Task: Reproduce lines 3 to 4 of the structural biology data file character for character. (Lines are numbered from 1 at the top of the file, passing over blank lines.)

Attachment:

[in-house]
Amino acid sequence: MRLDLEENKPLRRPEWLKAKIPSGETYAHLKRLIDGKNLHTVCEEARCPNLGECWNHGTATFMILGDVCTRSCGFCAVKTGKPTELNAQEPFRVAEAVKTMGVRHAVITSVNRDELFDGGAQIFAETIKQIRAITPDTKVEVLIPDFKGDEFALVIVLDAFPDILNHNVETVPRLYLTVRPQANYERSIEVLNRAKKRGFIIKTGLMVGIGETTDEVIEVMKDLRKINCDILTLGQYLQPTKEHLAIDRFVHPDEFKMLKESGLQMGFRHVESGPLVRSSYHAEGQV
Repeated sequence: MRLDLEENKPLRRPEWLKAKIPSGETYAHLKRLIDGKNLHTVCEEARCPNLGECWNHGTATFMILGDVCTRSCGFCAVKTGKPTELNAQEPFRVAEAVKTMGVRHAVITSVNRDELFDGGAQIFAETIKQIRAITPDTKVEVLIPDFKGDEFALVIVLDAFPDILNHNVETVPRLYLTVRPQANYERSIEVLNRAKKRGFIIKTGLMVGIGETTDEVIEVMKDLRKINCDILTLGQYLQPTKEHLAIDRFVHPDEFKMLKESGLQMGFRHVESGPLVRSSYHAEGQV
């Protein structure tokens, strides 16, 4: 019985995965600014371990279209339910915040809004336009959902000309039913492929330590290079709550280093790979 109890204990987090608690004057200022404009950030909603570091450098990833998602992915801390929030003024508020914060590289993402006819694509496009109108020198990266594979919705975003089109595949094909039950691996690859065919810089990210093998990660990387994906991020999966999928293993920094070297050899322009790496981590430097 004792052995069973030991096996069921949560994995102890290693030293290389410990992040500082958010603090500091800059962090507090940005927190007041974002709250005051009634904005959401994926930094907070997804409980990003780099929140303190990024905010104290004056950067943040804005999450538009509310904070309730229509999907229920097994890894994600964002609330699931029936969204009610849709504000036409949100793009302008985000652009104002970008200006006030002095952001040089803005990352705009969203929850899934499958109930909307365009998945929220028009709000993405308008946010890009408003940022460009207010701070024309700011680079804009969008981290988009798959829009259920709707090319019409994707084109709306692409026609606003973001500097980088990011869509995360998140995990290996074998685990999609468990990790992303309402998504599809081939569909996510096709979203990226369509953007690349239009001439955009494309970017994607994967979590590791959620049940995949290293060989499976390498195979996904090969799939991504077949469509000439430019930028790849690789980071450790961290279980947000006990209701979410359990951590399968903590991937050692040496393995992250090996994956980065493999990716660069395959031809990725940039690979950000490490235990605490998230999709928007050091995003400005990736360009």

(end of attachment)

Repeated sequence: MRLDLEENKPLRRPEWLKAKIPSGETYAHLKRLIDGKNLHTVCEEARCPNLGECWNHGTATFMILGDVCTRSCGFCAVKTGKPTELNAQEPFRVAEAVKTMGVRHAVITSVNRDELFDGGAQIFAETIKQIRAITPDTKVEVLIPDFKGDEFALVIVLDAFPDILNHNVETVPRLYLTVRPQANYERSIEVLNRAKKRGFIIKTGLMVGIGETTDEVIEVMKDLRKINCDILTLGQYLQPTKEHLAIDRFVHPDEFKMLKESGLQMGFRHVESGPLVRSSYHAEGQV
């Protein structure tokens, strides 16, 4: 019985995965600014371990279209339910915040809004336009959902000309039913492929330590290079709550280093790979 109890204990987090608690004057200022404009950030909603570091450098990833998602992915801390929030003024508020914060590289993402006819694509496009109108020198990266594979919705975003089109595949094909039950691996690859065919810089990210093998990660990387994906991020999966999928293993920094070297050899322009790496981590430097 004792052995069973030991096996069921949560994995102890290693030293290389410990992040500082958010603090500091800059962090507090940005927190007041974002709250005051009634904005959401994926930094907070997804409980990003780099929140303190990024905010104290004056950067943040804005999450538009509310904070309730229509999907229920097994890894994600964002609330699931029936969204009610849709504000036409949100793009302008985000652009104002970008200006006030002095952001040089803005990352705009969203929850899934499958109930909307365009998945929220028009709000993405308008946010890009408003940022460009207010701070024309700011680079804009969008981290988009798959829009259920709707090319019409994707084109709306692409026609606003973001500097980088990011869509995360998140995990290996074998685990999609468990990790992303309402998504599809081939569909996510096709979203990226369509953007690349239009001439955009494309970017994607994967979590590791959620049940995949290293060989499976390498195979996904090969799939991504077949469509000439430019930028790849690789980071450790961290279980947000006990209701979410359990951590399968903590991937050692040496393995992250090996994956980065493999990716660069395959031809990725940039690979950000490490235990605490998230999709928007050091995003400005990736360009």